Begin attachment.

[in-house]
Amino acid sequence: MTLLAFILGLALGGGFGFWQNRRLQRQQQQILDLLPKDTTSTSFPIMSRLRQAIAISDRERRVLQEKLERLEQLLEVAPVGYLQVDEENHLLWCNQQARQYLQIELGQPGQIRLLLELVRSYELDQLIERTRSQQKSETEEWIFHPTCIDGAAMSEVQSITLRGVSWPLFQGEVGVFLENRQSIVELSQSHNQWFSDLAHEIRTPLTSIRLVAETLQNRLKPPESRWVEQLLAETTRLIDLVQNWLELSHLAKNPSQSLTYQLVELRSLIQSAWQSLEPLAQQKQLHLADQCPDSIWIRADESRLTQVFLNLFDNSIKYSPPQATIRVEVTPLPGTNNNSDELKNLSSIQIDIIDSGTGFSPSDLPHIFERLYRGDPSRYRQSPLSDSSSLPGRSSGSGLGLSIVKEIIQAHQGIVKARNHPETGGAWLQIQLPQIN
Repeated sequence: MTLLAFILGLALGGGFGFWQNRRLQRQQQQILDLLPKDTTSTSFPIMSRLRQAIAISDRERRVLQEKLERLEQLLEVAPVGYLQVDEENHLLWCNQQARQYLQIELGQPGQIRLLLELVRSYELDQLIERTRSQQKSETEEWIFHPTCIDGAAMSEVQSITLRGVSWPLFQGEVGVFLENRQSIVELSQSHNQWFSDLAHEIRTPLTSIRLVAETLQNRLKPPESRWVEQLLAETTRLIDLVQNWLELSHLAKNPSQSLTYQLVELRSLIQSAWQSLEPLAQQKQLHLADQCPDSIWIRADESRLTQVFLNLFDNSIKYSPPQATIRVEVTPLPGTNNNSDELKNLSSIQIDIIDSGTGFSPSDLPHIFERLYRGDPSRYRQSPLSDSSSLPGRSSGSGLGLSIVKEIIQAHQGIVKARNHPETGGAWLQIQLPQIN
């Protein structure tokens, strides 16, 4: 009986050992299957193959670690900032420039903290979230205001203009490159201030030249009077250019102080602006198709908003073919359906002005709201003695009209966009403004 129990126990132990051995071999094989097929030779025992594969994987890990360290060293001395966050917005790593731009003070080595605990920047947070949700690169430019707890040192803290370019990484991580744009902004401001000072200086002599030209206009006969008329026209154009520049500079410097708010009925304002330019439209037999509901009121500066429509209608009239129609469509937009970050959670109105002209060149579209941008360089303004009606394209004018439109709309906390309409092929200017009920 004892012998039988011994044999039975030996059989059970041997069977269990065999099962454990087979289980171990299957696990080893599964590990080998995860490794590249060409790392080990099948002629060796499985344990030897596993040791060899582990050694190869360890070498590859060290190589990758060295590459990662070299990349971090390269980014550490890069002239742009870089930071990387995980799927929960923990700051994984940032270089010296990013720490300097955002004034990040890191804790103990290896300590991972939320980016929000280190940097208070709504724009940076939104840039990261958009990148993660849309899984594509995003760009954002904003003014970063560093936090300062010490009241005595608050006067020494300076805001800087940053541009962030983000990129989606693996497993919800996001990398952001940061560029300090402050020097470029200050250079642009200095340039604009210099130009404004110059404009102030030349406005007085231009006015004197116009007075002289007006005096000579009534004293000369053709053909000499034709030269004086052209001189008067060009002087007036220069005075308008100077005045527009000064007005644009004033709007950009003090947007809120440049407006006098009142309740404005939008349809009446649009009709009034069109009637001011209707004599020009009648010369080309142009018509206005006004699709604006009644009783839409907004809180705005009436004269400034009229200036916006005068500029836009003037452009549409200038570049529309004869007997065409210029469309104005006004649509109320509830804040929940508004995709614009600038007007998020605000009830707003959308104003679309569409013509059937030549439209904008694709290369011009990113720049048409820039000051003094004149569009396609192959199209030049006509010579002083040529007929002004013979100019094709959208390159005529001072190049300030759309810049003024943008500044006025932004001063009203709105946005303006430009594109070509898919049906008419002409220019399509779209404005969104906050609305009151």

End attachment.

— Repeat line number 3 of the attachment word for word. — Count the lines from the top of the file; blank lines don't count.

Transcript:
Repeated sequence: MTLLAFILGLALGGGFGFWQNRRLQRQQQQILDLLPKDTTSTSFPIMSRLRQAIAISDRERRVLQEKLERLEQLLEVAPVGYLQVDEENHLLWCNQQARQYLQIELGQPGQIRLLLELVRSYELDQLIERTRSQQKSETEEWIFHPTCIDGAAMSEVQSITLRGVSWPLFQGEVGVFLENRQSIVELSQSHNQWFSDLAHEIRTPLTSIRLVAETLQNRLKPPESRWVEQLLAETTRLIDLVQNWLELSHLAKNPSQSLTYQLVELRSLIQSAWQSLEPLAQQKQLHLADQCPDSIWIRADESRLTQVFLNLFDNSIKYSPPQATIRVEVTPLPGTNNNSDELKNLSSIQIDIIDSGTGFSPSDLPHIFERLYRGDPSRYRQSPLSDSSSLPGRSSGSGLGLSIVKEIIQAHQGIVKARNHPETGGAWLQIQLPQIN